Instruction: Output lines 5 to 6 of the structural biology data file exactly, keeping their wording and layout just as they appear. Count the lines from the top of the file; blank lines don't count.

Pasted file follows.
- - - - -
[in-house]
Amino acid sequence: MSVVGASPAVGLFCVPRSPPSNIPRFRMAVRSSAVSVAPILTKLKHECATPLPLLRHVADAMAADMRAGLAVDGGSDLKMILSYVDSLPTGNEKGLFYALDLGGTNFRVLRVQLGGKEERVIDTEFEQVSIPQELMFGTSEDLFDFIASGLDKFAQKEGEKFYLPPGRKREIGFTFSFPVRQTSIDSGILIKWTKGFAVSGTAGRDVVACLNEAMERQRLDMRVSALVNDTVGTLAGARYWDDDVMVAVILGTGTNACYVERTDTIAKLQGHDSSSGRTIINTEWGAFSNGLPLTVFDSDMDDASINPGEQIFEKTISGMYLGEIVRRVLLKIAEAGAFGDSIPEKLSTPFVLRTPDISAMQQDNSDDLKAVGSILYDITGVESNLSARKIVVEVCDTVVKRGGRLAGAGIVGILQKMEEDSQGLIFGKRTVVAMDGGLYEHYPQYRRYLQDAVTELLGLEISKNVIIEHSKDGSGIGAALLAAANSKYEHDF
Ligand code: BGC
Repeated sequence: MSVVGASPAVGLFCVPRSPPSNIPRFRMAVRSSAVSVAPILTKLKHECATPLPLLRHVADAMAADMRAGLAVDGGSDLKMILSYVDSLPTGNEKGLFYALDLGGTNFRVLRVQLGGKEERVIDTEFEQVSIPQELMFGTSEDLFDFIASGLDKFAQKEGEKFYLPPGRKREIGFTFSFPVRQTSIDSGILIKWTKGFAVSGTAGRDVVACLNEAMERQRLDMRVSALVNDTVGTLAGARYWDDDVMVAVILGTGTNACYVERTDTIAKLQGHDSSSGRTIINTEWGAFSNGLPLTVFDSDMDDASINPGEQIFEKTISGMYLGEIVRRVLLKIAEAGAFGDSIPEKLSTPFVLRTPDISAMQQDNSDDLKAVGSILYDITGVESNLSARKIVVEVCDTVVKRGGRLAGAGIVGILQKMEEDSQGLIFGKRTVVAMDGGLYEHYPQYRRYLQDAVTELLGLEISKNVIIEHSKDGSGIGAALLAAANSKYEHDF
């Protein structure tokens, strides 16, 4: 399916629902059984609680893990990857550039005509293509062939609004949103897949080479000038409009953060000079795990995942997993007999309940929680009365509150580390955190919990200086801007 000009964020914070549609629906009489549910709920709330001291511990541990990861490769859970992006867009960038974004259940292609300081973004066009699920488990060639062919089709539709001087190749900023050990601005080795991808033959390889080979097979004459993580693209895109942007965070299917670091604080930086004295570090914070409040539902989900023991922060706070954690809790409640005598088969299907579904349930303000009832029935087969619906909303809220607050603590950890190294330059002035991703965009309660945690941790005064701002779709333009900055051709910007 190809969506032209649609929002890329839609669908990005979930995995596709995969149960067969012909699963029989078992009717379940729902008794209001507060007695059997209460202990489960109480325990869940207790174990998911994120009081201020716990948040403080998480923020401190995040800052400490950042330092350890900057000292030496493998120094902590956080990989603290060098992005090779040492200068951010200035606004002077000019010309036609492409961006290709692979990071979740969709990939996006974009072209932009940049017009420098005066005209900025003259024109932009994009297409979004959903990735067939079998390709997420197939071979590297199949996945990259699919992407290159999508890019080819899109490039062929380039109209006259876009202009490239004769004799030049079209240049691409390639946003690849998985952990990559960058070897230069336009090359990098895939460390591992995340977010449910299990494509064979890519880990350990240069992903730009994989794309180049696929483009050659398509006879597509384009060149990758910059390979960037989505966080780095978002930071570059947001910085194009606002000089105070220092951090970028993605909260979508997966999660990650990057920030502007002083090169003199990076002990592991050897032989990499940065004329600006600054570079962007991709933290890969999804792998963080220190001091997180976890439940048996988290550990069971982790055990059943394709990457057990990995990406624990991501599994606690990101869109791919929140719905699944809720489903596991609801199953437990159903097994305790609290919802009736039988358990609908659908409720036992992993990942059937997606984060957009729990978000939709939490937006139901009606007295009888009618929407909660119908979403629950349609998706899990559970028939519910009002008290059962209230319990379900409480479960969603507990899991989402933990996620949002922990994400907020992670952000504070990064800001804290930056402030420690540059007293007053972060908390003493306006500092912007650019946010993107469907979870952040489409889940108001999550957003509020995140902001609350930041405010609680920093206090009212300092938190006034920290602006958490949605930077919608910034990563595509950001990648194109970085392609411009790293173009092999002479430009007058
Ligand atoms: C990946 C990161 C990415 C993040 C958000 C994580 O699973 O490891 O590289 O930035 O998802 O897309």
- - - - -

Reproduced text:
């Protein structure tokens, strides 16, 4: 399916629902059984609680893990990857550039005509293509062939609004949103897949080479000038409009953060000079795990995942997993007999309940929680009365509150580390955190919990200086801007 000009964020914070549609629906009489549910709920709330001291511990541990990861490769859970992006867009960038974004259940292609300081973004066009699920488990060639062919089709539709001087190749900023050990601005080795991808033959390889080979097979004459993580693209895109942007965070299917670091604080930086004295570090914070409040539902989900023991922060706070954690809790409640005598088969299907579904349930303000009832029935087969619906909303809220607050603590950890190294330059002035991703965009309660945690941790005064701002779709333009900055051709910007 190809969506032209649609929002890329839609669908990005979930995995596709995969149960067969012909699963029989078992009717379940729902008794209001507060007695059997209460202990489960109480325990869940207790174990998911994120009081201020716990948040403080998480923020401190995040800052400490950042330092350890900057000292030496493998120094902590956080990989603290060098992005090779040492200068951010200035606004002077000019010309036609492409961006290709692979990071979740969709990939996006974009072209932009940049017009420098005066005209900025003259024109932009994009297409979004959903990735067939079998390709997420197939071979590297199949996945990259699919992407290159999508890019080819899109490039062929380039109209006259876009202009490239004769004799030049079209240049691409390639946003690849998985952990990559960058070897230069336009090359990098895939460390591992995340977010449910299990494509064979890519880990350990240069992903730009994989794309180049696929483009050659398509006879597509384009060149990758910059390979960037989505966080780095978002930071570059947001910085194009606002000089105070220092951090970028993605909260979508997966999660990650990057920030502007002083090169003199990076002990592991050897032989990499940065004329600006600054570079962007991709933290890969999804792998963080220190001091997180976890439940048996988290550990069971982790055990059943394709990457057990990995990406624990991501599994606690990101869109791919929140719905699944809720489903596991609801199953437990159903097994305790609290919802009736039988358990609908659908409720036992992993990942059937997606984060957009729990978000939709939490937006139901009606007295009888009618929407909660119908979403629950349609998706899990559970028939519910009002008290059962209230319990379900409480479960969603507990899991989402933990996620949002922990994400907020992670952000504070990064800001804290930056402030420690540059007293007053972060908390003493306006500092912007650019946010993107469907979870952040489409889940108001999550957003509020995140902001609350930041405010609680920093206090009212300092938190006034920290602006958490949605930077919608910034990563595509950001990648194109970085392609411009790293173009092999002479430009007058
Ligand atoms: C990946 C990161 C990415 C993040 C958000 C994580 O699973 O490891 O590289 O930035 O998802 O897309």